It’s fast approaching that time of the year where people frantically search their wardrobe for anything green and wheel out the “I have a great-granny from Cork” line to anyone who’ll listen.
Yes, the day that everyone pretends to be Irish, St. Patrick’s Day, is next week and Manchester is preparing itself for one of the most colourful days in its busy calendar. So, with this in mind, who better to compile this week’s £10 challenge than MM’s resident Irishman?
Personally, I can think of no better way to spend the £10 than on a few pints of Guinness, but that would be too easy.
The Manchester Irish Festival is running until March 18 and part of the celebrations includes a community market in the grounds of Albert Square.
The market, running from until Sunday is a must for anyone with an interest in all things Irish. From soda bread to shamrocks, Darby O’Gill DVDs to Daniel O’Donnell CDs, the 2012 Irish Festival Community Market has something for everyone. (Warning – buying a Daniel O’Donnell CD may damage your reputation).
So much to see, but only £10 to spend. I made the mistake of visiting just before lunch so I was only interested in buying items that would end up in my stomach, but there is more to this market than just the tastes of home. My favourite stall has to be the one operated by Tipperary woman, Joanne Berkery, selling miniature Irish Turf burners in a little ceramic cottage.
The smell of burning turf is about as Irish as a smell can be and a visit to this stall is highly recommended. The whole package costs £20, so it was a little over the £10 in my pocket, but the turf can be bought separately for £5.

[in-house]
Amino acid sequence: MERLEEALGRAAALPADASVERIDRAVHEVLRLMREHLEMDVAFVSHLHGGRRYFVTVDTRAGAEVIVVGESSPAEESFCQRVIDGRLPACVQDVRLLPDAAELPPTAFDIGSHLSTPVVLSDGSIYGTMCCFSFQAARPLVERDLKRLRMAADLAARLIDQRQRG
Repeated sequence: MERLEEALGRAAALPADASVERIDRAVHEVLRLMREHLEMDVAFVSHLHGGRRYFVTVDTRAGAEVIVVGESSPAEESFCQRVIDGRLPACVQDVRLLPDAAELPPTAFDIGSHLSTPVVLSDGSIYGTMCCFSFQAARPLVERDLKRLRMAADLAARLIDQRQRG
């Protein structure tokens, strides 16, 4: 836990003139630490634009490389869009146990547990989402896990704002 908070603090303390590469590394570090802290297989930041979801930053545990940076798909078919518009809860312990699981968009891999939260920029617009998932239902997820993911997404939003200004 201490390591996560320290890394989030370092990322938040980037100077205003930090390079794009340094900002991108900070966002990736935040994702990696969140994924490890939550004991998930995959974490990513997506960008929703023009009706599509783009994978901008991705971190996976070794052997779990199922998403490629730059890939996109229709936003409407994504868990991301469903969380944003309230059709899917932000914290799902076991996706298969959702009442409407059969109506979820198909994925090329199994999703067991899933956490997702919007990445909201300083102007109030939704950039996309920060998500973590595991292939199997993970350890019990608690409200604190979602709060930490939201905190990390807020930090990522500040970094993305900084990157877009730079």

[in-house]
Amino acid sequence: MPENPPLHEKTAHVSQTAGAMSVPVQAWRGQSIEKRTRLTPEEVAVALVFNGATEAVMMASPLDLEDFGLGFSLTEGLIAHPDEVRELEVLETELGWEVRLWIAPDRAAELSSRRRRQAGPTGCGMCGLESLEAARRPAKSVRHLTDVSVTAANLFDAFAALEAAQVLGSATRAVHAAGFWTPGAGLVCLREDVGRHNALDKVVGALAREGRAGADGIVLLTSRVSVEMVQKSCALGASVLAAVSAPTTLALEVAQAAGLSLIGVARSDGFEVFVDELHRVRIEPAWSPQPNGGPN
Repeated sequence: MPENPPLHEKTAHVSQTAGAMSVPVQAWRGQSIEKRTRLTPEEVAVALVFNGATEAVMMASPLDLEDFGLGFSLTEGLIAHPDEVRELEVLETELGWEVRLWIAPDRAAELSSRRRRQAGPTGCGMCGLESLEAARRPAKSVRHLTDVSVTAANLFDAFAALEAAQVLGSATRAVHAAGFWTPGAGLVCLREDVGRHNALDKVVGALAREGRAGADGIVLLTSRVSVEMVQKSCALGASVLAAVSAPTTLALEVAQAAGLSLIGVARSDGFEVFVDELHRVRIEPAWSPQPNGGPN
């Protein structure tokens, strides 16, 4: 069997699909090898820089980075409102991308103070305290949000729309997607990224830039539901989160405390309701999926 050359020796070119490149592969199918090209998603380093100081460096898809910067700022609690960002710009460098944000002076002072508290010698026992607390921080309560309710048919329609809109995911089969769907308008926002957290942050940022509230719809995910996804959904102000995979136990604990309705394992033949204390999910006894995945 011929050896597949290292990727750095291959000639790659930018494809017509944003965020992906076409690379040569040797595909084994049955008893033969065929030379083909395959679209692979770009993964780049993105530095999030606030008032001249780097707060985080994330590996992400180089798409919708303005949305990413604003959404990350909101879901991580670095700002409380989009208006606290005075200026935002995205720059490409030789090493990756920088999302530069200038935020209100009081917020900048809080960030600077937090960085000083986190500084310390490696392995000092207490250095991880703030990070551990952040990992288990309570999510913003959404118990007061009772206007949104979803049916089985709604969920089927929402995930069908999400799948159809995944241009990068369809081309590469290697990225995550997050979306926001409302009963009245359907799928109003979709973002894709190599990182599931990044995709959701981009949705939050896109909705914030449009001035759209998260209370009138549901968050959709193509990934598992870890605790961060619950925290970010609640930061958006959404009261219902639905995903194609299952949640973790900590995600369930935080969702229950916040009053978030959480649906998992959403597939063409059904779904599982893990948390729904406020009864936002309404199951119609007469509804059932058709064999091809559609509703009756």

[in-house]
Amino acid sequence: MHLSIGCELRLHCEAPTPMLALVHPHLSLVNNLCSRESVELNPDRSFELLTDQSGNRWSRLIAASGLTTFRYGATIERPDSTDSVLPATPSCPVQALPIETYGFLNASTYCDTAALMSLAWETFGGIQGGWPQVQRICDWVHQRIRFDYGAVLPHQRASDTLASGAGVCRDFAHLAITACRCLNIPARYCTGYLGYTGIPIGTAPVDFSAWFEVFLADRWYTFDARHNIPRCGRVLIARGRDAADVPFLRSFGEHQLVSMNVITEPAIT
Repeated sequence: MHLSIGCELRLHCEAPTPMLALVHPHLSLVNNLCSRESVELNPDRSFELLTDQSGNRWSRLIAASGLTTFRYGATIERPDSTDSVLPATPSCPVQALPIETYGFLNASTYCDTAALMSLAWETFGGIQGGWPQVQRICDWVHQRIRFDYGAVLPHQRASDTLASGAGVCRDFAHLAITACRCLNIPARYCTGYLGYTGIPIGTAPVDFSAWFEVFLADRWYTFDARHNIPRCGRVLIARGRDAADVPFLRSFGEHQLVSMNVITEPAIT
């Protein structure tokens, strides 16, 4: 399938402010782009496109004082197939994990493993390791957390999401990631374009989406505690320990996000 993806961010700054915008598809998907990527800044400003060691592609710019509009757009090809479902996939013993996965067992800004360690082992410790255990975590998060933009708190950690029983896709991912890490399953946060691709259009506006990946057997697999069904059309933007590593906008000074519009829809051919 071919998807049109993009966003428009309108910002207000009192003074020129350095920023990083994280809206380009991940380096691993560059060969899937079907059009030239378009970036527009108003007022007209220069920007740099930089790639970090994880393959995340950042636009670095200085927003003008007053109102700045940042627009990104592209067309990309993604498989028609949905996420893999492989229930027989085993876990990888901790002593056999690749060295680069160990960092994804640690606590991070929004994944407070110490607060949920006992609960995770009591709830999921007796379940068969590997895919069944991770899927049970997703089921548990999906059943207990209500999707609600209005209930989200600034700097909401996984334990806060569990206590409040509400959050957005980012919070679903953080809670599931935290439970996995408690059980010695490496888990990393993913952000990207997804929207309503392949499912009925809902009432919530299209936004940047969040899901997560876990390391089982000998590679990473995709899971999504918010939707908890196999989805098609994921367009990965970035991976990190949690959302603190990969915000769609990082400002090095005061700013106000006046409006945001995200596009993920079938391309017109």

As much as I’d love to buy it, however, I couldn’t exactly eat the turf so I set off to find my first purchase. This was a no-brainer as far as I’m concerned. I made my way to a food stand and bought a packet of soda farls, a real taste of home. At £2, it was a reasonable sacrifice to make. There are other items on the stall that are worth a look; potato bread, scones and various pies will set you back between £1.50 – £4.50.
If you fancy a more mainstream meal, a nearby fast food trailer offers the usual hot dogs, burgers, chips etc. A hot dog will set you back £2.50, as will a vegetarian burger if that’s your taste.
If you’re looking for something quintessentially Irish, the arts and crafts stall is a must. A shamrock necklace looks a bargain at just £3.99, or if necklaces aren’t for you there’s a range of beautiful brooches from £8-10.
My next stop was Flanagan’s Irish Coffee House where a tea or a coffee costs £1.50, a little steep for a caffeine fix but my Barry’s tea definitely hit the spot. This stand was located a little too close to O’Brien’s Bar for my liking, putting the idea of a midday pint into my head but for the sake of my career I swerved the beer tent.
As cries of, “shamrocks here!” rang out in the air with a distinctive Dublin twang, I took a look at the stand with the oversized hats and ‘Kiss Me, I’m Irish’ ties. There are few authentically Irish products in this stand, where a pot of shamrocks will set you back £1.50, but this stall was filled with the type of novelty items that foreign tourists will lap up.
A stall of Irish DVDs and CDs was my next destination, with a Christy Moore song blaring from the speakers, and I was greeted by a collection of Mrs Brown’s Boys DVDs.
I’m probably not the best person to discuss this particular hit comedy, as I seem to be the only person I know who doesn’t find it hilarious, but there’s no doubt it’s popular. With the stall confusingly carrying prices in Euros, you’ll find something here ranging from £7 to £20.
Hopefully your £10 will be long gone before you leave this little corner of Ireland situated in the middle of Manchester, but there are plenty of ways to spend any loose change you might have.
A box of Irish fudge for £2, a £2 deck of Irish playing cards or a pack of soda farls aren’t going to break the bank.
And if none of this sounds appealing at all, I’d go back to the pint of Guinness.